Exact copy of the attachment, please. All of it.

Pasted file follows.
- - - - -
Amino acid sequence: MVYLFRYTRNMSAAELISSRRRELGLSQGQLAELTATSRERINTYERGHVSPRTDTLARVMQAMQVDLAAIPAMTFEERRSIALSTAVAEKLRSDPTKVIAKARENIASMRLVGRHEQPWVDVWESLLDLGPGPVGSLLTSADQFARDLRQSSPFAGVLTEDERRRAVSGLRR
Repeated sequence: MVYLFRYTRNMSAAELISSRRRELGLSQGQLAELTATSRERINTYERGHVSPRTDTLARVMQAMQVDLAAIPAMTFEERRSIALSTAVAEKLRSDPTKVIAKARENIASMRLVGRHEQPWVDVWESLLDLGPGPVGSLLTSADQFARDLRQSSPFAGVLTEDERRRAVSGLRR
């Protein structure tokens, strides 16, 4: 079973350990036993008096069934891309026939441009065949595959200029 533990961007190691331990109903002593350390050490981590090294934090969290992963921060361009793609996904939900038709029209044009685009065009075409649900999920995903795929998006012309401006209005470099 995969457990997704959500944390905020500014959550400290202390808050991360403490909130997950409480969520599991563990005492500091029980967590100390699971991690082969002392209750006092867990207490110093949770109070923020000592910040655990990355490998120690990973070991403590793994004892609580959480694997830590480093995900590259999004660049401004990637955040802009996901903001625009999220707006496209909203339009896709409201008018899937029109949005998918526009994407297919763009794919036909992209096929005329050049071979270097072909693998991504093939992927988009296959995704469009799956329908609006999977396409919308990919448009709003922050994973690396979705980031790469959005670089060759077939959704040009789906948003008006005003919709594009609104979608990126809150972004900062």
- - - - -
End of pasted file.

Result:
Amino acid sequence: MVYLFRYTRNMSAAELISSRRRELGLSQGQLAELTATSRERINTYERGHVSPRTDTLARVMQAMQVDLAAIPAMTFEERRSIALSTAVAEKLRSDPTKVIAKARENIASMRLVGRHEQPWVDVWESLLDLGPGPVGSLLTSADQFARDLRQSSPFAGVLTEDERRRAVSGLRR
Repeated sequence: MVYLFRYTRNMSAAELISSRRRELGLSQGQLAELTATSRERINTYERGHVSPRTDTLARVMQAMQVDLAAIPAMTFEERRSIALSTAVAEKLRSDPTKVIAKARENIASMRLVGRHEQPWVDVWESLLDLGPGPVGSLLTSADQFARDLRQSSPFAGVLTEDERRRAVSGLRR
């Protein structure tokens, strides 16, 4: 079973350990036993008096069934891309026939441009065949595959200029 533990961007190691331990109903002593350390050490981590090294934090969290992963921060361009793609996904939900038709029209044009685009065009075409649900999920995903795929998006012309401006209005470099 995969457990997704959500944390905020500014959550400290202390808050991360403490909130997950409480969520599991563990005492500091029980967590100390699971991690082969002392209750006092867990207490110093949770109070923020000592910040655990990355490998120690990973070991403590793994004892609580959480694997830590480093995900590259999004660049401004990637955040802009996901903001625009999220707006496209909203339009896709409201008018899937029109949005998918526009994407297919763009794919036909992209096929005329050049071979270097072909693998991504093939992927988009296959995704469009799956329908609006999977396409919308990919448009709003922050994973690396979705980031790469959005670089060759077939959704040009789906948003008006005003919709594009609104979608990126809150972004900062």